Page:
Cornered killer Raoul Moat told the first officer to confront him: "Shoot me, f****** shoot me" while holding a sawn-off shotgun to his head, the inquest heard.
The officer said the maniac expressed his hatred of police but ended up apologising when he realised the firearms expert was from West Yorkshire and not the Northumbria force he detested.
Moat shot himself after police fired two experimental Taser rounds at him following a six-hour stand-off in Rothbury, Northumberland, in July last year. He was wanted for blasting ex-lover Samantha Stobbart, killing her new boyfriend Chris Brown and blinding Pc David Rathband, 24 hours later.
The officer, who gave evidence anonymously behind a screen, said he stood just 10 metres (32ft) away from Moat, without a ballistics shield, knowing Moat had declared war on police.
The inquest at Newcastle Crown Court heard that the armed officer and his colleague raced to the scene after another officer in a car gestured for them to follow from Rothbury centre.
They arrived at the riverside to see a man in a baseball cap facing away from them, carrying gun.
The officer shouted: "Armed police drop your weapon."
He said Moat replied: "Shoot me, f****** shoot me."
If Moat had pointed his shotgun at police, he would have been shot, the officer said.
He calmed down when he realised the officers were from West Yorkshire, the witness said.
"The tone of voice changed and I seem to recall he actually apologised and recognised we had different accents," he told coroner David Mitford.
The first officers talked to Moat for around 25 minutes until trained negotiators took over.
The armed response team carried a G36 Carbine rifle, a Glock 17 pistol and a standard X26 Taser.
The officer stayed at the scene from around 7.15pm to shortly before 1am, enduring heavy rain and midges.
Moat blasted himself at around 1.15am after the officer had been relieved by colleagues.
Mr Mitford asked if the witness felt threatened by Moat.
He replied: "Yes sir. The threat I was faced with at the time was very high.
"Approximately 10m in front of me I have a man armed with a sawn-off shotgun which at that distance is a devastating, lethal weapon. It could easily kill me irrespective of the body armour I was wearing at the time."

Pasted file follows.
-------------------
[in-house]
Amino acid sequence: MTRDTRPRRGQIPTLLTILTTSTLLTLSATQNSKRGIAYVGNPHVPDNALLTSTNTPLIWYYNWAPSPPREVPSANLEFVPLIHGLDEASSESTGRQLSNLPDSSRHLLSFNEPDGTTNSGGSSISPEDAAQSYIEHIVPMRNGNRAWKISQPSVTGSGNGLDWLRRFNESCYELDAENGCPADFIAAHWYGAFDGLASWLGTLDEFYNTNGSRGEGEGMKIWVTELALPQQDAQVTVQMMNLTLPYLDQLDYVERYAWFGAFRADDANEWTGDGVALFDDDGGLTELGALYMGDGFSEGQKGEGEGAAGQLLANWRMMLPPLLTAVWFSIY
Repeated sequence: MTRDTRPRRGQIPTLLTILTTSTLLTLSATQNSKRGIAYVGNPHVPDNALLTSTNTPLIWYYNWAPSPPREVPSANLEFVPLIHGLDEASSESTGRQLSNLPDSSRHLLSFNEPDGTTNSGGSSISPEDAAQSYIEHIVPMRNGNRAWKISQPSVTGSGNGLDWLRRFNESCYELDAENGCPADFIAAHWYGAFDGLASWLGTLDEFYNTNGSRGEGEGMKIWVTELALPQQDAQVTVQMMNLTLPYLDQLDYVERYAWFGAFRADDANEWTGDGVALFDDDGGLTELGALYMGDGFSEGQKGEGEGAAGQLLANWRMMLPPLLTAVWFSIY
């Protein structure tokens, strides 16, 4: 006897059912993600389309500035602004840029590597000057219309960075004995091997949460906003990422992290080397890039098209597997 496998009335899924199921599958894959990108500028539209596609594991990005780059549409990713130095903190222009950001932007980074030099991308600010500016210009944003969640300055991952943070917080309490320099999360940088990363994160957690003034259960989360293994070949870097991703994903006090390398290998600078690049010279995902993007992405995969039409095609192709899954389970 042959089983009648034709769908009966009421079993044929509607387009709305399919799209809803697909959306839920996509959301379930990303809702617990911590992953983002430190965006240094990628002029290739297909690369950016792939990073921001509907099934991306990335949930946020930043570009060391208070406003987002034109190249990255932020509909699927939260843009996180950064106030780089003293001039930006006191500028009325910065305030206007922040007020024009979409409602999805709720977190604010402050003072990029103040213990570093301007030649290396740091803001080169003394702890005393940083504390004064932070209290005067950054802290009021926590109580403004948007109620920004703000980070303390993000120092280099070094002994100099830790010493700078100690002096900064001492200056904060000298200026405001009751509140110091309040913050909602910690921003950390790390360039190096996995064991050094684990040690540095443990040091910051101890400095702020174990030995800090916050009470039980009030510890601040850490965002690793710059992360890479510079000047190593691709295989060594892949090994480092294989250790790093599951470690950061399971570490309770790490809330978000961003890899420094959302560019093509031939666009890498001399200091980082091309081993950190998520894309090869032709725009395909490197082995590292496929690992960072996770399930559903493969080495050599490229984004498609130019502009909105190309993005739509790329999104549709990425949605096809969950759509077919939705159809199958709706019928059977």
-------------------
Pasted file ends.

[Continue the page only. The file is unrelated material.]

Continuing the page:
Moat kept his weapon pointing at himself throughout, the officer said.
The negotiators encouraged Moat to give himself up, the jury heard.
"He was very lucid. He didn't appear to be struggling to hold a conversation.
"He would argue back to the negotiators, such as 'what sort of life would I have if I gave myself up'."
Moat took up the offer of a sandwich and a bottle of water, keeping his gun pointing at his head throughout, the officer said.
Hugh Davies, representing two West Yorkshire Police officers, asked: "Did he indicate he had any positive reason to live?"
"Not to my knowledge," the witness replied.
Witnesses described the climate of "acute fear" that swept a community during Moat's final moments.
Rothbury resident Peter Aviston filmed the killer during the confrontation with police on the banks of the River Coquet.
He heard "two bangs" when the gunman shot himself after the six hour stand-off.
He told the inquest he spotted that the gunman died from the back garden of his home.
He was preparing a barbecue when he saw "a tall gentleman", who was Moat, walking beside the river.
He saw the killer being surrounded by police then lie face down on the riverbank, with his feet to the river and the sawn off shotgun pointed at his head.
He said: "From the perspective of someone who lived in the village and had two small children, we were extremely concerned.